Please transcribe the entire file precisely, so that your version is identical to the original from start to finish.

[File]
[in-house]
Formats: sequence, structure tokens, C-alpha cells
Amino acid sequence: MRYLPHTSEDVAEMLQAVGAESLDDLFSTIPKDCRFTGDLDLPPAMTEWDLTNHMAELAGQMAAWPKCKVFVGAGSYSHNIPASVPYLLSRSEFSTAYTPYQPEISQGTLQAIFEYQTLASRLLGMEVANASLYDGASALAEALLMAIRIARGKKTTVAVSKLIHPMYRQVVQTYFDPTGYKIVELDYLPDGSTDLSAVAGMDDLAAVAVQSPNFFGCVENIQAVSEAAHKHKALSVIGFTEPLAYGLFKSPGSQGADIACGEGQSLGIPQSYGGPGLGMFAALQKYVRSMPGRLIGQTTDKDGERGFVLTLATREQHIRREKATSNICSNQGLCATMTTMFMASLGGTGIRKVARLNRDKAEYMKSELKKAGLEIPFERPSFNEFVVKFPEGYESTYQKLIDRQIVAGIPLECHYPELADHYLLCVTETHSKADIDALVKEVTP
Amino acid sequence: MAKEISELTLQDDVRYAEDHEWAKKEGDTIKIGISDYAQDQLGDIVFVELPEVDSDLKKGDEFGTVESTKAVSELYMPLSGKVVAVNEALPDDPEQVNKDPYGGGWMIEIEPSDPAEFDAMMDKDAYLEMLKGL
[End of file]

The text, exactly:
[in-house]
Formats: sequence, structure tokens, C-alpha cells
Amino acid sequence: MRYLPHTSEDVAEMLQAVGAESLDDLFSTIPKDCRFTGDLDLPPAMTEWDLTNHMAELAGQMAAWPKCKVFVGAGSYSHNIPASVPYLLSRSEFSTAYTPYQPEISQGTLQAIFEYQTLASRLLGMEVANASLYDGASALAEALLMAIRIARGKKTTVAVSKLIHPMYRQVVQTYFDPTGYKIVELDYLPDGSTDLSAVAGMDDLAAVAVQSPNFFGCVENIQAVSEAAHKHKALSVIGFTEPLAYGLFKSPGSQGADIACGEGQSLGIPQSYGGPGLGMFAALQKYVRSMPGRLIGQTTDKDGERGFVLTLATREQHIRREKATSNICSNQGLCATMTTMFMASLGGTGIRKVARLNRDKAEYMKSELKKAGLEIPFERPSFNEFVVKFPEGYESTYQKLIDRQIVAGIPLECHYPELADHYLLCVTETHSKADIDALVKEVTP
Amino acid sequence: MAKEISELTLQDDVRYAEDHEWAKKEGDTIKIGISDYAQDQLGDIVFVELPEVDSDLKKGDEFGTVESTKAVSELYMPLSGKVVAVNEALPDDPEQVNKDPYGGGWMIEIEPSDPAEFDAMMDKDAYLEMLKGL